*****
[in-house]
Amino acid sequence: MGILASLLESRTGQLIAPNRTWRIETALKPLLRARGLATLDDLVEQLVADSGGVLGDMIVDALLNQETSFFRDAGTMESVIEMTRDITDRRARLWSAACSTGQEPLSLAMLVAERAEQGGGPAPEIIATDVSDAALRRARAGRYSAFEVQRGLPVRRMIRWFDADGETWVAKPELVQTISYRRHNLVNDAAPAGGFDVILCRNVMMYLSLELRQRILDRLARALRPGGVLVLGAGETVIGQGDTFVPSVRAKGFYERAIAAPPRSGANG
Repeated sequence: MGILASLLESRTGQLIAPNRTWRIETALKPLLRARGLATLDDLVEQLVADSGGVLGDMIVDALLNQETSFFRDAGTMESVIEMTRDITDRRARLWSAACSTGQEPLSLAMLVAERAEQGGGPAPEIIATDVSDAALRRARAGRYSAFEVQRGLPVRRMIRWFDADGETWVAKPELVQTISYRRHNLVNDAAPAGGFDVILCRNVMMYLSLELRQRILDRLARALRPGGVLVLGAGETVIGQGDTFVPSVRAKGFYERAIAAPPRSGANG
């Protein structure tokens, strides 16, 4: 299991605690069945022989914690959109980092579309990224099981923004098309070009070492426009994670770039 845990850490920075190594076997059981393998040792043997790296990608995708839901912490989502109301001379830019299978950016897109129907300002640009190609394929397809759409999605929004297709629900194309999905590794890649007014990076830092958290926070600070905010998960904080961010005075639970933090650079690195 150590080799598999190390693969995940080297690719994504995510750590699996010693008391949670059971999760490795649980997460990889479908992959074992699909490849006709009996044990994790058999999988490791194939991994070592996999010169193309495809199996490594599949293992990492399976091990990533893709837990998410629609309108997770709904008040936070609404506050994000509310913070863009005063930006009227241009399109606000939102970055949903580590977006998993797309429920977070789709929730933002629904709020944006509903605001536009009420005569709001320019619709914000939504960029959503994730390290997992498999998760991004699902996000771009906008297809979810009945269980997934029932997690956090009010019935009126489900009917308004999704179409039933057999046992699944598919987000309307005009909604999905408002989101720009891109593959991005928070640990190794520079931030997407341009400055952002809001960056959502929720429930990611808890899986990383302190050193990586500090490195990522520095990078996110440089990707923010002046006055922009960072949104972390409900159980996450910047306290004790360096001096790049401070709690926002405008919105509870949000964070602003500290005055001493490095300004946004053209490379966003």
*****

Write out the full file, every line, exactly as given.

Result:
[in-house]
Amino acid sequence: MGILASLLESRTGQLIAPNRTWRIETALKPLLRARGLATLDDLVEQLVADSGGVLGDMIVDALLNQETSFFRDAGTMESVIEMTRDITDRRARLWSAACSTGQEPLSLAMLVAERAEQGGGPAPEIIATDVSDAALRRARAGRYSAFEVQRGLPVRRMIRWFDADGETWVAKPELVQTISYRRHNLVNDAAPAGGFDVILCRNVMMYLSLELRQRILDRLARALRPGGVLVLGAGETVIGQGDTFVPSVRAKGFYERAIAAPPRSGANG
Repeated sequence: MGILASLLESRTGQLIAPNRTWRIETALKPLLRARGLATLDDLVEQLVADSGGVLGDMIVDALLNQETSFFRDAGTMESVIEMTRDITDRRARLWSAACSTGQEPLSLAMLVAERAEQGGGPAPEIIATDVSDAALRRARAGRYSAFEVQRGLPVRRMIRWFDADGETWVAKPELVQTISYRRHNLVNDAAPAGGFDVILCRNVMMYLSLELRQRILDRLARALRPGGVLVLGAGETVIGQGDTFVPSVRAKGFYERAIAAPPRSGANG
């Protein structure tokens, strides 16, 4: 299991605690069945022989914690959109980092579309990224099981923004098309070009070492426009994670770039 845990850490920075190594076997059981393998040792043997790296990608995708839901912490989502109301001379830019299978950016897109129907300002640009190609394929397809759409999605929004297709629900194309999905590794890649007014990076830092958290926070600070905010998960904080961010005075639970933090650079690195 150590080799598999190390693969995940080297690719994504995510750590699996010693008391949670059971999760490795649980997460990889479908992959074992699909490849006709009996044990994790058999999988490791194939991994070592996999010169193309495809199996490594599949293992990492399976091990990533893709837990998410629609309108997770709904008040936070609404506050994000509310913070863009005063930006009227241009399109606000939102970055949903580590977006998993797309429920977070789709929730933002629904709020944006509903605001536009009420005569709001320019619709914000939504960029959503994730390290997992498999998760991004699902996000771009906008297809979810009945269980997934029932997690956090009010019935009126489900009917308004999704179409039933057999046992699944598919987000309307005009909604999905408002989101720009891109593959991005928070640990190794520079931030997407341009400055952002809001960056959502929720429930990611808890899986990383302190050193990586500090490195990522520095990078996110440089990707923010002046006055922009960072949104972390409900159980996450910047306290004790360096001096790049401070709690926002405008919105509870949000964070602003500290005055001493490095300004946004053209490379966003």